• Initiate an amendment to the AVMA Bylaws to grant voting rights to the Association of American Veterinary Medical Colleges' liaison representative to the AVMA Council on Education. The council had deemed this move appropriate, given the liaison's role on the COE.
• Revise three of the 11 AVMA COE Standards of Accreditation. The modifications clarify the entries on finances, physical facilities and equipment, and clinical resources in the council's Standard Requirements for an Accredited or Approved College of Veterinary Medicine. Changes in the latter two standards clarify a school's or college's ability to accommodate alternative educational models, such as distributive models of clinical education.
• Host a meeting of the International Accreditors Working Group in late 2010 or early 2011 at a cost of $7,500. The group's primary job will be reviewing the joint accreditation site visit conducted by the AVMA Council on Education, the Royal College of Veterinary Surgeons, and the Australasian Veterinary Boards Council this past October at Murdoch University Division of Veterinary and Biomedical Sciences in Australia and discussing the potential for future joint accreditation site visits.
• Grant the American College of Veterinary Sports Medicine and Rehabilitation provisional recognition as a recognized veterinary specialty organization.
• Accept a model bill and regulations designed to ensure appropriate care for dogs intended as pets. Some states have passed, and many more are considering, legislation regulating individuals who breed or retail dogs to address substandard facilities. The AVMA is offering these documents as guidance and as an alternative to some of the bills being introduced around the country that it considers ill conceived.
• Revise a number of policies concerning the welfare of disabled livestock, cattle, swine, and layer chickens. The board also adopted a policy stating Tasers and other stun guns are not to be used on any animal for routine capture or restraint. These and other updated and new polices will be posted on the AVMA Web site (www.avma.org) under “Policy” under the Reference bar.
• Revise the AVMA Strategic Plan. The new version incorporates the Association's Diversity Plan as tactics under the existing strategic objectives, among other things. The revised plan will address the strategic activities of the AVMA for 2010–2011.
New tool to help students find externships
A student externship locator is now available from the AVMA.
Using the tool, which became available April 7, students can browse listings by state, college or university, interest area, and sponsoring organization.
Dr. Patricia L. Wohlferth-Bethke, assistant director of the AVMA Membership and Field Services Division, said students and AVMA volunteer leaders had requested a way to easily find externship opportunities, particularly because some veterinary colleges require externship participation.
“Finding adequate, quality positions has been difficult in the past, and this locator is a way to make the search easier,” Dr. Wohlferth-Bethke said.
To use the student externship locator, go to www.avma.org/vcc/ and click on either the “Student Externship Locator” box on the right side of the screen or the link on the left side.
USDA accepting applications for loan repayment program
A federal notice was published April 30 inviting applications for the Department of Agriculture's Veterinary Medicine Loan Repayment Program, which will provide student loan debt relief for service in designated shortage areas across the United States.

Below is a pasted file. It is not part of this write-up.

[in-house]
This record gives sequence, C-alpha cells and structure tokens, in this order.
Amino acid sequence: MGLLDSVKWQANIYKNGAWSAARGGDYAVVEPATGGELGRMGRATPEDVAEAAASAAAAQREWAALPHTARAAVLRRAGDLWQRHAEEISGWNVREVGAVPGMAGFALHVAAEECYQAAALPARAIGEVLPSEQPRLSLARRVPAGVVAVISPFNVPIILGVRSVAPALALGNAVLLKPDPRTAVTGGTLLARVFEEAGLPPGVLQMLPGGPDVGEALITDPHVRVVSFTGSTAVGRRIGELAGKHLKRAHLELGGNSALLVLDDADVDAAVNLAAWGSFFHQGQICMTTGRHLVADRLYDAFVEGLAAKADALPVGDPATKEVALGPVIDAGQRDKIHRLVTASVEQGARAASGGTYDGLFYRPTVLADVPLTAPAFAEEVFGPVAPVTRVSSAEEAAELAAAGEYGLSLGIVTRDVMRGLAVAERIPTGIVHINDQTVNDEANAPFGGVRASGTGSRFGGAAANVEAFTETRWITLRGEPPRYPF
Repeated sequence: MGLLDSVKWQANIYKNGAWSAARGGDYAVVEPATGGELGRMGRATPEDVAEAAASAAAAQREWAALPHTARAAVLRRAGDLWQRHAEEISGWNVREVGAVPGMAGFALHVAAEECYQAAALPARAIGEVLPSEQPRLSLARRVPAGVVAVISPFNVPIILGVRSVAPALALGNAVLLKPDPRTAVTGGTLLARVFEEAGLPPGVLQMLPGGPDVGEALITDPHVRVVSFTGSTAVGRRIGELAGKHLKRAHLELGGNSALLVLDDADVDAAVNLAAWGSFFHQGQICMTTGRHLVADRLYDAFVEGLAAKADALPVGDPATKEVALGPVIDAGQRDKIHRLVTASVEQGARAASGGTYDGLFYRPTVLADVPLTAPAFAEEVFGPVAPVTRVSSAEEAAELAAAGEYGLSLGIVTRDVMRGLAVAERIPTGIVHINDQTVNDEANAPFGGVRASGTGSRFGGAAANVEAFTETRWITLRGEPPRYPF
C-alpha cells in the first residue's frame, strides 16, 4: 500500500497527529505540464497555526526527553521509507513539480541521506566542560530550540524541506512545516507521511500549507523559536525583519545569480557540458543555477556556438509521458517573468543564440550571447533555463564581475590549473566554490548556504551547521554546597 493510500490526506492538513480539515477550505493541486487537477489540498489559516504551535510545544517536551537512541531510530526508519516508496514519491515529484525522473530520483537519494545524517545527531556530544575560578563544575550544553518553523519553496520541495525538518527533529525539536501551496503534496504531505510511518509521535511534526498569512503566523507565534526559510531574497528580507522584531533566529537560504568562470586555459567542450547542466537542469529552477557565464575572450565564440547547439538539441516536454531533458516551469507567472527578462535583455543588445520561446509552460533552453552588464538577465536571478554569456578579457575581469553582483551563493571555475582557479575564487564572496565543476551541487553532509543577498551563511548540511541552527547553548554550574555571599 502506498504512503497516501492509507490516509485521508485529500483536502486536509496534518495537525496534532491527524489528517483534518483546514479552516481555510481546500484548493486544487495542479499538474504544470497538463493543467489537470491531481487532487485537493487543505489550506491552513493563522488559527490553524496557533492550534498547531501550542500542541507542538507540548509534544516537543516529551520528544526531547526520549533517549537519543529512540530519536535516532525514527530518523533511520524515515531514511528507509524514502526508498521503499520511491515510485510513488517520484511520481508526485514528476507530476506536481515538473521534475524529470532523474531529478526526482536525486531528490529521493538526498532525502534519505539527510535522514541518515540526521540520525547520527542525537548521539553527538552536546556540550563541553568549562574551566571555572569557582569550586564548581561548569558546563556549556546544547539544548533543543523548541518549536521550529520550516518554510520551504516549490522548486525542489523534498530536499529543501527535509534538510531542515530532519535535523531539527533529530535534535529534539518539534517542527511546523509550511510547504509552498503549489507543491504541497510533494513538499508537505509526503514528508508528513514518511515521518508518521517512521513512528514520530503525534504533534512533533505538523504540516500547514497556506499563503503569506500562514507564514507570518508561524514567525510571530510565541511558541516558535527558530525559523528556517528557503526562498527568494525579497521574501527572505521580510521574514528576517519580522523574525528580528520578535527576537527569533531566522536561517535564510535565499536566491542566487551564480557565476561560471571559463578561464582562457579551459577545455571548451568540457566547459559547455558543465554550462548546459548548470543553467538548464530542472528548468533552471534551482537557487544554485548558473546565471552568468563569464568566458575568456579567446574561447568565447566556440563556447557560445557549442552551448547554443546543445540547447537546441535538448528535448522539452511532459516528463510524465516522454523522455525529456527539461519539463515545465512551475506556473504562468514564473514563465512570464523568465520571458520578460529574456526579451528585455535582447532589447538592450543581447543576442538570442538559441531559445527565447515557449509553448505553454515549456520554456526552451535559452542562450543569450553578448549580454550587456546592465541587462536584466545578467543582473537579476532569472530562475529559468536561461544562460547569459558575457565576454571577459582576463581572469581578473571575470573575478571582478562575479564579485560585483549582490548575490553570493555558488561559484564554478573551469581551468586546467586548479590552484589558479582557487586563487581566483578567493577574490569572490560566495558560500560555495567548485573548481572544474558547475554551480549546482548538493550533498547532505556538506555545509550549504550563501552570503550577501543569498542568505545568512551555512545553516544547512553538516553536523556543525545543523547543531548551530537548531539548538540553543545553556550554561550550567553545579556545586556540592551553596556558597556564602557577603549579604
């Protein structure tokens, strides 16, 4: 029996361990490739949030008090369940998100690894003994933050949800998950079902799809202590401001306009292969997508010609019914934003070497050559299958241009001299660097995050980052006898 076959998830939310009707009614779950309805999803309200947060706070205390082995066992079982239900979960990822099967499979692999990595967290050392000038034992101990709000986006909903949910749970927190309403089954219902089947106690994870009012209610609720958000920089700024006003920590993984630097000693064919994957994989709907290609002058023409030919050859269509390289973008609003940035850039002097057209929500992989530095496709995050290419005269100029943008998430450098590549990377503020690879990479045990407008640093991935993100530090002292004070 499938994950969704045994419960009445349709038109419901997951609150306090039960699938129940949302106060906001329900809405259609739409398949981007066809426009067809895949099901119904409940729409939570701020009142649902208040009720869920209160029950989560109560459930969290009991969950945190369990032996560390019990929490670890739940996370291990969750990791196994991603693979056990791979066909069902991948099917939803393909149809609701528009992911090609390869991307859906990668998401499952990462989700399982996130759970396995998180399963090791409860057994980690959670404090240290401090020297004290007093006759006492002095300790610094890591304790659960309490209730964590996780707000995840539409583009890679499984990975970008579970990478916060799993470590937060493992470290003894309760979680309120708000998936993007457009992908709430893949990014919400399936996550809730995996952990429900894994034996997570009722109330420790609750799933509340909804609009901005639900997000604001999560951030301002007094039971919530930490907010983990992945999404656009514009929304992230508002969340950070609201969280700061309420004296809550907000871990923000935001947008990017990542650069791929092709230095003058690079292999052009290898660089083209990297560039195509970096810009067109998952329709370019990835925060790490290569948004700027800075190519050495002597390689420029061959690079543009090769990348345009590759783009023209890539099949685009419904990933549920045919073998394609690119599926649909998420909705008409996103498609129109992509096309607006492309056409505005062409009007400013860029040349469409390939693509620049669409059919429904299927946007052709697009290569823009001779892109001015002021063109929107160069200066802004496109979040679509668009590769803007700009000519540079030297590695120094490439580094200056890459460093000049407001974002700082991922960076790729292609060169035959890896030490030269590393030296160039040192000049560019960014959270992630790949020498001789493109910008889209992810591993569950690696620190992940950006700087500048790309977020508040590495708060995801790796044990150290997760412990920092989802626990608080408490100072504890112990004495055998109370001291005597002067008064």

Earlier in April, the AVMA applauded the Agriculture Department's National Institute of Food and Agriculture for publishing the final rule for the Veterinary Medicine Loan Repayment Program.
The rule, published April 19 in the Federal Register, outlines criteria for designating veterinary shortage situations and applicant eligibility for the loan repayment program. The program was authorized by the National Veterinary Medical Service Act to bring student debt relief to veterinarians who agree to practice in designated veterinary shortage situations.
Approximately $9.6 million is available for NIFA to administer the program. Funding for future years will be based on annual appropriations and balances from prior years, and will likely vary from year to year.
Participants may receive up to $25,000 in loan payments for each year of service, with a minimum of three years of service but no more than four. Applications will be accepted until June 30, with awards being offered by Sept. 30.
NIFA also released maps of state- and federally designated shortage areas on its Web site (www.nifa.usda.gov/nea/animals/in_focus/an_health_if_vmlrp.html), along with eligibility requirements, FAQs, and application forms.
AVMA leaders, who have spent the better part of the past decade championing the program and funding for it, were ecstatic that debt relief will soon be made available for veterinarians working in underserved areas.
The AVMA anticipates that a large number of veterinarians will apply for the program. Some factors contributing to what is expected to be a robust applicant pool are a struggling U.S. economy and pent-up demand for the program by veterinary graduates who have patiently awaited action by the USDA.
Additionally, the rising cost of a veterinary education has forced students to borrow increasing amounts in the form of student loans, resulting in higher educational indebtedness at graduation. In 2009, the mean debt for graduating students who incurred debt was $129,976, while the mean starting salary for private practice veterinarians was $65,185, according to the AVMA.
There also continues to be a great need for more veterinarians across the country. Approximately 1,300 counties have fewer than one food supply veterinarian per 25,000 farm animals, and there are 500 counties with at least 5,000 farm animals that have no food supply veterinarians to treat them, according to the AVMA.
The complete rule is available on the U.S. Government Printing Office Web site, www.gpoaccess.gov.
USDA completes construction at National Centers for Animal Health
The Department of Agriculture dedicated a new laboratory building in late April as the final component of the National Centers for Animal Health, marking the end of a decade-long modernization project.
The NCAH consolidates three USDA units that already had headquarters in Ames, Iowa—the National Animal Disease Center, National Veterinary Services Laboratories, and Center for Veterinary Biologics. The AVMA strongly supported updating the units.